Investors based in Paris betting against Casino have kept their positions below the threshold for disclosure for fear of a backlash from the French regulator. But even hedge fund managers in London are finding that they’re not out of reach of France’s AMF simply because they sit in Mayfair.
Read the full take from DD’s Rob Smith here, especially if you want to learn how the UK’s Financial Conduct Authority has been helping its French counterpart dig into the activities of hedge funds in London.
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Foxconn is reshuffling its management structure to deal with the exit of Terry Gou from day-to-day business as he runs for president of Taiwan. Gou, the group’s founder, will be replaced by one of four new members of the board to be elected at its annual general meeting. More details here.
Swiss drugmaker Roche has named Thomas Schinecker as head of its diagnostics business, replacing Roland Diggelmann, who left the role last August. Separately, board member Peter Voser is stepping down.
Houlihan Lokey has hired Michael Collinson as a managing director in the consumer, food and retail group, based in London. Collison was previously a managing director at William Blair.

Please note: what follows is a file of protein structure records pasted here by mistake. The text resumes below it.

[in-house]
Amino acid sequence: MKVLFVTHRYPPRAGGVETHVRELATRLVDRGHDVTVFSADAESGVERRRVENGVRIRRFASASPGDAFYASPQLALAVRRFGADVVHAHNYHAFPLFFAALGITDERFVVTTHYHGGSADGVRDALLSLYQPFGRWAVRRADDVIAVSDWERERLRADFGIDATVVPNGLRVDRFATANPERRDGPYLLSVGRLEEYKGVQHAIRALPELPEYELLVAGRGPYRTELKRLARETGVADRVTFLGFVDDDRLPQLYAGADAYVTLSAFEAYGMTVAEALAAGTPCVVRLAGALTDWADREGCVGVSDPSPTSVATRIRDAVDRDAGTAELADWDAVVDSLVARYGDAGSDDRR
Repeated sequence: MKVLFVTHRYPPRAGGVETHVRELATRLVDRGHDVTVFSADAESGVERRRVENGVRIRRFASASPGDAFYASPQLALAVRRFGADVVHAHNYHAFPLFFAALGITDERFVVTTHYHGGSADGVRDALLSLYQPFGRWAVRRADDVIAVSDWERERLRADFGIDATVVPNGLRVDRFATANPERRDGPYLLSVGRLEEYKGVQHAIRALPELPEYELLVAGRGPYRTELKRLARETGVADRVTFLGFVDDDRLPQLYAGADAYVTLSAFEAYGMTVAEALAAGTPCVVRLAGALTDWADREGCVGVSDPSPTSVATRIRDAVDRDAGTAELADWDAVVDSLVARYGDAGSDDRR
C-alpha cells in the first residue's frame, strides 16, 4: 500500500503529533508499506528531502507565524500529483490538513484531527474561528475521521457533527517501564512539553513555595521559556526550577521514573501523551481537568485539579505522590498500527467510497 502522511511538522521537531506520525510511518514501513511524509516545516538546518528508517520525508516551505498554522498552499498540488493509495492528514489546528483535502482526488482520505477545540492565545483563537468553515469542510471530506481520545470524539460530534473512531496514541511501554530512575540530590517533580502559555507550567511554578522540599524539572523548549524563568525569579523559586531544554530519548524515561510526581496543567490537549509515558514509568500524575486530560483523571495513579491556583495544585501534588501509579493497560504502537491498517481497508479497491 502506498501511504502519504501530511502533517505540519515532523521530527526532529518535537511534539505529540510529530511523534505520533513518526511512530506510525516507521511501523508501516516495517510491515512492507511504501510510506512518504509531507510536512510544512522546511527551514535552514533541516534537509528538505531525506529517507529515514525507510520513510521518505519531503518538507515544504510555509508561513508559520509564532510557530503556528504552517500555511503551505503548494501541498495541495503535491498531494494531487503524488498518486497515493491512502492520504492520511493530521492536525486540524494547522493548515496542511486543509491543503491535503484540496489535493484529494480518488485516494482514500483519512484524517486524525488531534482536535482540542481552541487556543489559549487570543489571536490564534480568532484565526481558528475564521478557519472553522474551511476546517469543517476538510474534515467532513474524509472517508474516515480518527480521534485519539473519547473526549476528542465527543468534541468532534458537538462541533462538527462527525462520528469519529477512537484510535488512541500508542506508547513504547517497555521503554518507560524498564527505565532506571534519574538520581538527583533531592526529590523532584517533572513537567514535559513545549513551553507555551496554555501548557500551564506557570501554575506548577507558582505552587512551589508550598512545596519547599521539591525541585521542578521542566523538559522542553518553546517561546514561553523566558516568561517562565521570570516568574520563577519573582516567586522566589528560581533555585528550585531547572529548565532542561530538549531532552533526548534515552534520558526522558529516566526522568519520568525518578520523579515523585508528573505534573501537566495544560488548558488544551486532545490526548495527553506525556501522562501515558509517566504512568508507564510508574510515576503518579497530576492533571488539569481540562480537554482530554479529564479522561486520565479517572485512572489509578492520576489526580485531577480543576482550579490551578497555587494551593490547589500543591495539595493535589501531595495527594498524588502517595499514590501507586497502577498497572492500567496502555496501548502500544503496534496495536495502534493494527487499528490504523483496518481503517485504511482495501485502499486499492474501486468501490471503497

Anil Jhingan has joined Discovery Communications as executive vice-president of corporate development, Emea and Asia-Pacific. Jhingan was previously group director of M&A and international development for Sky.
From Stonewall to Wall Street In honour of Pride Month, read this oral history of coming out on Wall Street, which shows how things have and haven’t changed. (II)
Dealing with deal whisperers Big banks want assurances from start-ups gearing up to IPO that they’ll be included as an adviser if the listing falls through in favour of an acquisition after many bulge bracket firms have been burnt by boutique rivals such as Qatalyst Partners, who often step in at the last minute to swipe big fees away from them. (BBG)
Powered by We How did WeWork, the lossmaking provider of office space with tentacles in education and housing, become a $47bn company? Not by sharing. “When you’re at WeWork, there’s a certain lack of culture, which is ironic for a company selling culture,” one former executive told New York Magazine. (NY Mag)
Europe’s dead deals There’s the failed merger of Siemens and Alstom, Asda and Sainsbury’s, Commerzbank and Deutsche Bank and, of course, Renault and Fiat Chrysler. What’s eating European deals? (BBG)
Due Diligence is written by Arash Massoudi, Javier Espinoza and Robert Smith in London, James Fontanella-Khan, Ortenca Aliaj, Sujeet Indap, Eric Platt, Lindsay Fortado and Mark Vandevelde in New York, and Don Weinland in Hong Kong.